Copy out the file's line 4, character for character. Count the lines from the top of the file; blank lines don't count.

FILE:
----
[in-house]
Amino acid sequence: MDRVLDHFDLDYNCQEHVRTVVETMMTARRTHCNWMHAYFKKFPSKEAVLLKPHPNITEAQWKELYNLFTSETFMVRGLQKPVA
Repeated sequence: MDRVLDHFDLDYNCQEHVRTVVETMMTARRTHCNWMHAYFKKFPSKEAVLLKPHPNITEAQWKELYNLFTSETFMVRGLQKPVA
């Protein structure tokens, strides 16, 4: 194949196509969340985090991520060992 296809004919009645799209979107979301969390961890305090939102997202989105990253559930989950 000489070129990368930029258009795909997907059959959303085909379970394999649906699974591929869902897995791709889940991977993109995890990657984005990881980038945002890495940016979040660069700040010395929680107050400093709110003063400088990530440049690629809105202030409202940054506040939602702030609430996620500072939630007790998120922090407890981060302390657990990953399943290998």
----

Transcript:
């Protein structure tokens, strides 16, 4: 194949196509969340985090991520060992 296809004919009645799209979107979301969390961890305090939102997202989105990253559930989950 000489070129990368930029258009795909997907059959959303085909379970394999649906699974591929869902897995791709889940991977993109995890990657984005990881980038945002890495940016979040660069700040010395929680107050400093709110003063400088990530440049690629809105202030409202940054506040939602702030609430996620500072939630007790998120922090407890981060302390657990990953399943290998």